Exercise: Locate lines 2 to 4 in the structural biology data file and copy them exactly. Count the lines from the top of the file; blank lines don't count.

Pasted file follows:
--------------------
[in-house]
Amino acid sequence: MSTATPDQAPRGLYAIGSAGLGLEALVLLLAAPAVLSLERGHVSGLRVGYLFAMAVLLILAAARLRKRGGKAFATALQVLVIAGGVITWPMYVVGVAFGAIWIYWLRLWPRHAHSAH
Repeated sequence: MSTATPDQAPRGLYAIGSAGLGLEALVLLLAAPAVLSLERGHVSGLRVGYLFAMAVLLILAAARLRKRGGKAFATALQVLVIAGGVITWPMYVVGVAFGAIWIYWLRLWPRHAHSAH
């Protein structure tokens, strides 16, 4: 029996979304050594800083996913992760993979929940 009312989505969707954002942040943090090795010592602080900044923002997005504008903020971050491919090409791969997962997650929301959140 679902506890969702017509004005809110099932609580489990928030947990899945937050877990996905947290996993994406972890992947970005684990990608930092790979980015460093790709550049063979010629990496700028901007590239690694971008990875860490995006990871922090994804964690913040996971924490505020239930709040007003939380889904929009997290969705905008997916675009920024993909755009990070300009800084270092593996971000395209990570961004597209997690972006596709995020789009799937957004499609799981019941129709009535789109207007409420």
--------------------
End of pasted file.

Amino acid sequence: MSTATPDQAPRGLYAIGSAGLGLEALVLLLAAPAVLSLERGHVSGLRVGYLFAMAVLLILAAARLRKRGGKAFATALQVLVIAGGVITWPMYVVGVAFGAIWIYWLRLWPRHAHSAH
Repeated sequence: MSTATPDQAPRGLYAIGSAGLGLEALVLLLAAPAVLSLERGHVSGLRVGYLFAMAVLLILAAARLRKRGGKAFATALQVLVIAGGVITWPMYVVGVAFGAIWIYWLRLWPRHAHSAH
């Protein structure tokens, strides 16, 4: 029996979304050594800083996913992760993979929940 009312989505969707954002942040943090090795010592602080900044923002997005504008903020971050491919090409791969997962997650929301959140 679902506890969702017509004005809110099932609580489990928030947990899945937050877990996905947290996993994406972890992947970005684990990608930092790979980015460093790709550049063979010629990496700028901007590239690694971008990875860490995006990871922090994804964690913040996971924490505020239930709040007003939380889904929009997290969705905008997916675009920024993909755009990070300009800084270092593996971000395209990570961004597209997690972006596709995020789009799937957004499609799981019941129709009535789109207007409420």